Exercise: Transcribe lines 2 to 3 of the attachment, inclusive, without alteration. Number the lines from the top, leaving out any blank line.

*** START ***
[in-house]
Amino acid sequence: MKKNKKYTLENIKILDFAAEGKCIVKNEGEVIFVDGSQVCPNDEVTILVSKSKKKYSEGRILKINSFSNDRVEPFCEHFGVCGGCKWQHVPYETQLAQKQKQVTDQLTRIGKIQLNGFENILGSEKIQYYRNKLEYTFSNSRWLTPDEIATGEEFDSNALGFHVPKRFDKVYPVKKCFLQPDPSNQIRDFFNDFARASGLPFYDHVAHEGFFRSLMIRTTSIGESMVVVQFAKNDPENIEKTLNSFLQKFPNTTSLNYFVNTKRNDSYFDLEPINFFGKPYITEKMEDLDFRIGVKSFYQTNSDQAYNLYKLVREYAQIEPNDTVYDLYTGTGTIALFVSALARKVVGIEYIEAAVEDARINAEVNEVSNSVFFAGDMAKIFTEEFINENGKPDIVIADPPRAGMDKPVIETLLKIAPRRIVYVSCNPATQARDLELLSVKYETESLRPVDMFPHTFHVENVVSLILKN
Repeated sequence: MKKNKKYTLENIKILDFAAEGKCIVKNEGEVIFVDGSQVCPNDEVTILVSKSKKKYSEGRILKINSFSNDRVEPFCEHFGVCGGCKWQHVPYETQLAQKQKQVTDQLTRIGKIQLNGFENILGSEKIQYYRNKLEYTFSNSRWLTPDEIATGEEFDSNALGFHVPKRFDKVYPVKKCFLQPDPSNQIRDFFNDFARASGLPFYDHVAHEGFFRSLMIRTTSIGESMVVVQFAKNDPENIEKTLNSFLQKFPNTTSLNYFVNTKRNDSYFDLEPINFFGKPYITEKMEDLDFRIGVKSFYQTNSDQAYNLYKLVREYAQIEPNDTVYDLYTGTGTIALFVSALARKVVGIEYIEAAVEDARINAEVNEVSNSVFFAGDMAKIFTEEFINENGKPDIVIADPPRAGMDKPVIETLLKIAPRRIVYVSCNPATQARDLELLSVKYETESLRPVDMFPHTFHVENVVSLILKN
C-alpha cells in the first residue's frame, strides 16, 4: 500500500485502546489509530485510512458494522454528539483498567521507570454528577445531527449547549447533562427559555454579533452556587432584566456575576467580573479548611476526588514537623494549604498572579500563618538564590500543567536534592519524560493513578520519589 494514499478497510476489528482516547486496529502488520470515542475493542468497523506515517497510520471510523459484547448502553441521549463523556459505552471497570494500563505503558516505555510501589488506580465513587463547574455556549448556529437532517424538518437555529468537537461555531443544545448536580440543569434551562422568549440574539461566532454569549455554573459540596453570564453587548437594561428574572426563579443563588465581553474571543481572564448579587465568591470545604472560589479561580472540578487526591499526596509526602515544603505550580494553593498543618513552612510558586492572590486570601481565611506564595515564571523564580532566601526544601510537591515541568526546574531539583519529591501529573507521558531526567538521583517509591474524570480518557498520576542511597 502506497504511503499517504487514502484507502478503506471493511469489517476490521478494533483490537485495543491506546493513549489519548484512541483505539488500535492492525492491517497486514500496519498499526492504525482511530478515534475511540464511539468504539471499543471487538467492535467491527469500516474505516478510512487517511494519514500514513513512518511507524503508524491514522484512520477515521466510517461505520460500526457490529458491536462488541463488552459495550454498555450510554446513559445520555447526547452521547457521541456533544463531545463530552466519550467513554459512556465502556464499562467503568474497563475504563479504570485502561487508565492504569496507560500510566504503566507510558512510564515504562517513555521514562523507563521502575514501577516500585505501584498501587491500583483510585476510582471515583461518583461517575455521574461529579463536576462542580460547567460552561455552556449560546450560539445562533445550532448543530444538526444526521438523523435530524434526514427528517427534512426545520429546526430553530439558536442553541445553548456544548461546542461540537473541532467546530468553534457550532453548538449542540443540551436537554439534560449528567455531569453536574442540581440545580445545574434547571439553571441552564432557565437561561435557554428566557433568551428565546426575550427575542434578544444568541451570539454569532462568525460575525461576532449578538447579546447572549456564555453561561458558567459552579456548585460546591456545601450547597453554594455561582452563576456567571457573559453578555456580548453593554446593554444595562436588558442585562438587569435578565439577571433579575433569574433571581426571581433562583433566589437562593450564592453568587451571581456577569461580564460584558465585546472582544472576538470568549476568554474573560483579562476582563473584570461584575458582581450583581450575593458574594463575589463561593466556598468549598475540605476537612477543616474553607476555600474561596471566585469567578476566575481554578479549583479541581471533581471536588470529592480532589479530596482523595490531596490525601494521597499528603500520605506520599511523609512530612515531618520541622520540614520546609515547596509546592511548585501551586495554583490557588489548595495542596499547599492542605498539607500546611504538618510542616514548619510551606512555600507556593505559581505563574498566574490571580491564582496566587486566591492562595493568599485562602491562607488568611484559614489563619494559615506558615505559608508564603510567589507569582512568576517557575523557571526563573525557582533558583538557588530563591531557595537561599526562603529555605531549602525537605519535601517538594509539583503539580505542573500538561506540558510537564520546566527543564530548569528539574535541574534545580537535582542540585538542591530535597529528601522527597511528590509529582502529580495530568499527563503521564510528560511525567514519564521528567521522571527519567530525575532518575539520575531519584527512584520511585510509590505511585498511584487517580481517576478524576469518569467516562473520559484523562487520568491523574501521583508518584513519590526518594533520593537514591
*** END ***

Amino acid sequence: MKKNKKYTLENIKILDFAAEGKCIVKNEGEVIFVDGSQVCPNDEVTILVSKSKKKYSEGRILKINSFSNDRVEPFCEHFGVCGGCKWQHVPYETQLAQKQKQVTDQLTRIGKIQLNGFENILGSEKIQYYRNKLEYTFSNSRWLTPDEIATGEEFDSNALGFHVPKRFDKVYPVKKCFLQPDPSNQIRDFFNDFARASGLPFYDHVAHEGFFRSLMIRTTSIGESMVVVQFAKNDPENIEKTLNSFLQKFPNTTSLNYFVNTKRNDSYFDLEPINFFGKPYITEKMEDLDFRIGVKSFYQTNSDQAYNLYKLVREYAQIEPNDTVYDLYTGTGTIALFVSALARKVVGIEYIEAAVEDARINAEVNEVSNSVFFAGDMAKIFTEEFINENGKPDIVIADPPRAGMDKPVIETLLKIAPRRIVYVSCNPATQARDLELLSVKYETESLRPVDMFPHTFHVENVVSLILKN
Repeated sequence: MKKNKKYTLENIKILDFAAEGKCIVKNEGEVIFVDGSQVCPNDEVTILVSKSKKKYSEGRILKINSFSNDRVEPFCEHFGVCGGCKWQHVPYETQLAQKQKQVTDQLTRIGKIQLNGFENILGSEKIQYYRNKLEYTFSNSRWLTPDEIATGEEFDSNALGFHVPKRFDKVYPVKKCFLQPDPSNQIRDFFNDFARASGLPFYDHVAHEGFFRSLMIRTTSIGESMVVVQFAKNDPENIEKTLNSFLQKFPNTTSLNYFVNTKRNDSYFDLEPINFFGKPYITEKMEDLDFRIGVKSFYQTNSDQAYNLYKLVREYAQIEPNDTVYDLYTGTGTIALFVSALARKVVGIEYIEAAVEDARINAEVNEVSNSVFFAGDMAKIFTEEFINENGKPDIVIADPPRAGMDKPVIETLLKIAPRRIVYVSCNPATQARDLELLSVKYETESLRPVDMFPHTFHVENVVSLILKN